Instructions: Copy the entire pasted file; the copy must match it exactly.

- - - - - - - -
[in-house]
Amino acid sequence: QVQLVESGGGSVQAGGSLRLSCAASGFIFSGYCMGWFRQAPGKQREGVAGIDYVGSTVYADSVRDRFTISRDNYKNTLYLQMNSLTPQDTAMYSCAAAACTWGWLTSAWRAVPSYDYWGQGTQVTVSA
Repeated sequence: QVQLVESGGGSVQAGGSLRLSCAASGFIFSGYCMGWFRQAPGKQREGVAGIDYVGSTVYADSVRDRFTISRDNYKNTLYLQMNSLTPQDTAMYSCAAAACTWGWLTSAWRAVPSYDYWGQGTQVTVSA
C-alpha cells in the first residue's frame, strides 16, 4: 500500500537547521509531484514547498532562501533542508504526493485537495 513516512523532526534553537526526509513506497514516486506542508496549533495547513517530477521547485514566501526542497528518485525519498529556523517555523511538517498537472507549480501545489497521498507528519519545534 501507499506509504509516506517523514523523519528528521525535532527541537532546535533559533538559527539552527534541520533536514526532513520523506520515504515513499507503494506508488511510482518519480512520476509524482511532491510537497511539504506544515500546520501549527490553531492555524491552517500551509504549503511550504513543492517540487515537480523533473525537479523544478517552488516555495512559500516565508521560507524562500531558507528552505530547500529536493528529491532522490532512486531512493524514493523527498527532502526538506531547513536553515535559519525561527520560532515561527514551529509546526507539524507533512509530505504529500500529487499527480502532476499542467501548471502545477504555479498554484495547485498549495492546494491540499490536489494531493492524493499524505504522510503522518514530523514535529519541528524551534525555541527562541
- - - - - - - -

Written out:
[in-house]
Amino acid sequence: QVQLVESGGGSVQAGGSLRLSCAASGFIFSGYCMGWFRQAPGKQREGVAGIDYVGSTVYADSVRDRFTISRDNYKNTLYLQMNSLTPQDTAMYSCAAAACTWGWLTSAWRAVPSYDYWGQGTQVTVSA
Repeated sequence: QVQLVESGGGSVQAGGSLRLSCAASGFIFSGYCMGWFRQAPGKQREGVAGIDYVGSTVYADSVRDRFTISRDNYKNTLYLQMNSLTPQDTAMYSCAAAACTWGWLTSAWRAVPSYDYWGQGTQVTVSA
C-alpha cells in the first residue's frame, strides 16, 4: 500500500537547521509531484514547498532562501533542508504526493485537495 513516512523532526534553537526526509513506497514516486506542508496549533495547513517530477521547485514566501526542497528518485525519498529556523517555523511538517498537472507549480501545489497521498507528519519545534 501507499506509504509516506517523514523523519528528521525535532527541537532546535533559533538559527539552527534541520533536514526532513520523506520515504515513499507503494506508488511510482518519480512520476509524482511532491510537497511539504506544515500546520501549527490553531492555524491552517500551509504549503511550504513543492517540487515537480523533473525537479523544478517552488516555495512559500516565508521560507524562500531558507528552505530547500529536493528529491532522490532512486531512493524514493523527498527532502526538506531547513536553515535559519525561527520560532515561527514551529509546526507539524507533512509530505504529500500529487499527480502532476499542467501548471502545477504555479498554484495547485498549495492546494491540499490536489494531493492524493499524505504522510503522518514530523514535529519541528524551534525555541527562541